The Simpsons Movie
Homer’s Epic Journey
By Richard J. Davis
I’ve often found myself laughing alongside my 10-year-old son Alex as he watched The Simpsons TV show. From an intellectual standpoint, I don’t know if that says good things about him or bad things about me. But what I found really unnerving was the fact that he sometimes got the jokes a few seconds before I did (sometimes more than a few seconds).
Up to now, the best thing about my secret fondness for the Springfield clan was the fact that, despite their huge popularity, they stayed on the small screen. I could feign being a “passive” viewer, pretending to myself and others that I just happened to be there when the kids turned on the award-winning animated series.
So when I heard that they had made a Simpsons Movie, I met the news with more than a little trepidation. After all, this meant that I would have to admit that I, a grown man of 40, enjoyed a cartoon. For me, stepping into a movie theater to see the Simpsons on the big screen meant crossing a special line.
But the attraction was too much and the line was crossed. Buying a ticket, I walked into the theater. To my surprise it was packed with other 40-year-olds, some with their kids and some alone.
And for this wonderfully creative and entertaining movie, I’d cross that line a million times.
It all starts with Homer, his new pet pig, and a leaky silo full of pig droppings (although Homer admits he helped). This odd combination leads to disaster not only for the Simpsons, but for the entire Springfield citizenry. Where it goes from there is a life-changing journey for Homer, Marge, Bart, Lisa and even Maggie (okay, maybe not Maggie).
After it’s discovered that Homer is the cause of Springfield’s calamity, he and his entire family are forced to flee for their lives. Homer, hoping for a fresh start, leads his brood to Alaska. But this time, he may have gone too far. His monumental blunder has shaken the foundation of his relationship with Marge and the kids to such a degree that it begins to crack. And then things get really bad.
After viewing the film, it’s clear that the Simpsons Movie creators we’re really set on doing much more than just splicing together three TV episodes for a quick buck. Current show runner Al Jean explains: “We wanted to create a story that demanded the scope offered by the big screen. We wanted to make a film with heart.”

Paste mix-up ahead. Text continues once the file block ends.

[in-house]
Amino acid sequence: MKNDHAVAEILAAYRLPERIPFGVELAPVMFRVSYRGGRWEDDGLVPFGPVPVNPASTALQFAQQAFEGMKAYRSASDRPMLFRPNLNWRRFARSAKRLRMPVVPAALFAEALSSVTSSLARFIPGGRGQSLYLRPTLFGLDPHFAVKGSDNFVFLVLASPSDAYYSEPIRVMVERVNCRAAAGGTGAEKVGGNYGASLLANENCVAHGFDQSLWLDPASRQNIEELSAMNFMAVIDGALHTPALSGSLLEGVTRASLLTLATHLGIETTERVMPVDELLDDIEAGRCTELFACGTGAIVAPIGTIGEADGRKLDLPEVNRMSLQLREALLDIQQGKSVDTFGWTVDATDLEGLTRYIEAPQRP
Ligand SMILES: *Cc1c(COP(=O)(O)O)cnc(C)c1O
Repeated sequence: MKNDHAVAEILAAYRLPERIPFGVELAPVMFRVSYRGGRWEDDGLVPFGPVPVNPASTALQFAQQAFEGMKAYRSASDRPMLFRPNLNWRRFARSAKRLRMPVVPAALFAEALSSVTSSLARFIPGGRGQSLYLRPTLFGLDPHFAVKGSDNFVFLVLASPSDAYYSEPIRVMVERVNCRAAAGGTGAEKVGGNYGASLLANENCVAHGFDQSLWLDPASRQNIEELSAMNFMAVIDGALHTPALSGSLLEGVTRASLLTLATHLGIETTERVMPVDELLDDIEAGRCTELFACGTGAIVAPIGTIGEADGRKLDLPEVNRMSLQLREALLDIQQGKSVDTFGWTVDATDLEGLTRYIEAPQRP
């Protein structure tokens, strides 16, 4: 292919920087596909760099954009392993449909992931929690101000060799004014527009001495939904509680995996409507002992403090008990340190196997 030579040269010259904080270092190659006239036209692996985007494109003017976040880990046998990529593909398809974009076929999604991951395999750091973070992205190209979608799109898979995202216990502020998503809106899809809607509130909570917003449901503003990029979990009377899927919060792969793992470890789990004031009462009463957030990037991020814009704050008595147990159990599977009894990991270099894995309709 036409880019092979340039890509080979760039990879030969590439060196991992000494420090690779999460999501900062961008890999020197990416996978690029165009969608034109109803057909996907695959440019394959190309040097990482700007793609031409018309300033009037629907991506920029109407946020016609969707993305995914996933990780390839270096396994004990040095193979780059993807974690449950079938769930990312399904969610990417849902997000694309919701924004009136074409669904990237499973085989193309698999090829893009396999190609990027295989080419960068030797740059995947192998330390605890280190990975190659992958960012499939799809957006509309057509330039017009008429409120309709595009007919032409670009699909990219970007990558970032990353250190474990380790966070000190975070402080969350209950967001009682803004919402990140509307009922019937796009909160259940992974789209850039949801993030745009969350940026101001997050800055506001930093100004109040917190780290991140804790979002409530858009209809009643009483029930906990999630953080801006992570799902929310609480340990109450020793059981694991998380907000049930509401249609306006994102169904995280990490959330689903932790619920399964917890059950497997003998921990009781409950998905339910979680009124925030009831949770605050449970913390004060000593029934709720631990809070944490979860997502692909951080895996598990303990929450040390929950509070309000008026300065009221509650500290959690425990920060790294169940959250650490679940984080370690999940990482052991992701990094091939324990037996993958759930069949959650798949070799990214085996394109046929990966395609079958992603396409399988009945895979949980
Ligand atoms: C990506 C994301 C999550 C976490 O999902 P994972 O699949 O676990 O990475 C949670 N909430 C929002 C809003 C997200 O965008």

“We have one hundred speaking parts in the movie and we created scenes we couldn’t begin to draw for series,” comments James L. Brooks, one of the film’s writer-producers. “Most of all, we wanted it to be a real movie-going experience for the audience.”
To help with that vision, director David Silverman, who also directed Monsters, Inc, devised a visual style that was true to the show while expanding it for the motion picture frame. Silverman made full use of the widescreen aspect ratio of 2:35 to 1, which allowed him to put more characters in the frame and lavish considerable attention on every screen. “We didn’t want to break the graphic look of the series, but instead enrich it and fill it out,” Silverman says.
Writing for the film began in 2003 with the creation of an “all-star writing team which included James L. Brooks, Matt Groening and other writers who had been with the show since its inception. Of the experience, writer Jon Vitti recounts “It was a privilege to see these guys at work every day — and just a nightmare trying to keep up with them.”
The Simpsons Movie, with its rich, fully developed storyline, intriguing subplots and well-crafted, rapid-fire gags, kept the audience laughing and entertained from start to finish. On the other hand, the complexity of the story’s many twists and turns, as well as the speed at which it unfolds, may leave some audience members confused. To be on the safe side, you may want to have a ten-year old on hand to explain things if you get lost.